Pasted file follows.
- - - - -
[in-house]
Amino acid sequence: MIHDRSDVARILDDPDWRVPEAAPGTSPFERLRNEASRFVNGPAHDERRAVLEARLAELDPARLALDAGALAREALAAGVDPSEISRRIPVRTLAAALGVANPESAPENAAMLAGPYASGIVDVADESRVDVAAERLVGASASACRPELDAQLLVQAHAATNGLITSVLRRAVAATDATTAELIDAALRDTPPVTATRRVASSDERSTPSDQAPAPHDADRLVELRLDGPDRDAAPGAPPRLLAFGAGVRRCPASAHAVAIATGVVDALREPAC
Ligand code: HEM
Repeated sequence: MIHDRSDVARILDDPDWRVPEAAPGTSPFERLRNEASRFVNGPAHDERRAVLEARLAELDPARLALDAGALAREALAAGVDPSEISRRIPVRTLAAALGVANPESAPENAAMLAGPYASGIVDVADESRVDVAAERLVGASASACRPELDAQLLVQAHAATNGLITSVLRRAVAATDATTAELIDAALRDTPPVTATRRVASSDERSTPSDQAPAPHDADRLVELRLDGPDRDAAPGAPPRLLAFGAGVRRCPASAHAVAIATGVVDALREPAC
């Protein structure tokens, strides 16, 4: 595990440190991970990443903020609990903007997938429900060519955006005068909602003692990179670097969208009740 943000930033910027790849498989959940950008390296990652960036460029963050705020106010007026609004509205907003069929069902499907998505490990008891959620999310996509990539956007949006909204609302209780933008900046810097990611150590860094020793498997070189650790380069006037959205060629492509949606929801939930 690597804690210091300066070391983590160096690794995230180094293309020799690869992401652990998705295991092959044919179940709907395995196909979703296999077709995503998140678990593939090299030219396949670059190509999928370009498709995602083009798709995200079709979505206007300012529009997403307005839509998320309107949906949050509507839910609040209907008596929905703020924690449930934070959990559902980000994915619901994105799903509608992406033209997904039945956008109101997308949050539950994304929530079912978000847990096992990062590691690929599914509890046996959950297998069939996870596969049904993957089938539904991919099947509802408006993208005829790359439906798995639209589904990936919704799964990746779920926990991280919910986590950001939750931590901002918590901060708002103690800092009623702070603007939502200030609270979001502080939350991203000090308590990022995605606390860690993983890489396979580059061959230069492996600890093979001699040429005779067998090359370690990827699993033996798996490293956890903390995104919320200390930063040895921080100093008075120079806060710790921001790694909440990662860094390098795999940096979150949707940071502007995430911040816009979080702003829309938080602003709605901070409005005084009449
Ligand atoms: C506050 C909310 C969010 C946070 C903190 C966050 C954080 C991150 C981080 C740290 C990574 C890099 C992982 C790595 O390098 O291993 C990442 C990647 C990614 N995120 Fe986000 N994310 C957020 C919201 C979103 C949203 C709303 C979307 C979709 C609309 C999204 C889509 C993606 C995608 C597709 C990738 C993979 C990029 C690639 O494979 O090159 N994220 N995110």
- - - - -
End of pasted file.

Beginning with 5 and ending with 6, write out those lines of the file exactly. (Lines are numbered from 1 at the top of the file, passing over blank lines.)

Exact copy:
């Protein structure tokens, strides 16, 4: 595990440190991970990443903020609990903007997938429900060519955006005068909602003692990179670097969208009740 943000930033910027790849498989959940950008390296990652960036460029963050705020106010007026609004509205907003069929069902499907998505490990008891959620999310996509990539956007949006909204609302209780933008900046810097990611150590860094020793498997070189650790380069006037959205060629492509949606929801939930 690597804690210091300066070391983590160096690794995230180094293309020799690869992401652990998705295991092959044919179940709907395995196909979703296999077709995503998140678990593939090299030219396949670059190509999928370009498709995602083009798709995200079709979505206007300012529009997403307005839509998320309107949906949050509507839910609040209907008596929905703020924690449930934070959990559902980000994915619901994105799903509608992406033209997904039945956008109101997308949050539950994304929530079912978000847990096992990062590691690929599914509890046996959950297998069939996870596969049904993957089938539904991919099947509802408006993208005829790359439906798995639209589904990936919704799964990746779920926990991280919910986590950001939750931590901002918590901060708002103690800092009623702070603007939502200030609270979001502080939350991203000090308590990022995605606390860690993983890489396979580059061959230069492996600890093979001699040429005779067998090359370690990827699993033996798996490293956890903390995104919320200390930063040895921080100093008075120079806060710790921001790694909440990662860094390098795999940096979150949707940071502007995430911040816009979080702003829309938080602003709605901070409005005084009449
Ligand atoms: C506050 C909310 C969010 C946070 C903190 C966050 C954080 C991150 C981080 C740290 C990574 C890099 C992982 C790595 O390098 O291993 C990442 C990647 C990614 N995120 Fe986000 N994310 C957020 C919201 C979103 C949203 C709303 C979307 C979709 C609309 C999204 C889509 C993606 C995608 C597709 C990738 C993979 C990029 C690639 O494979 O090159 N994220 N995110």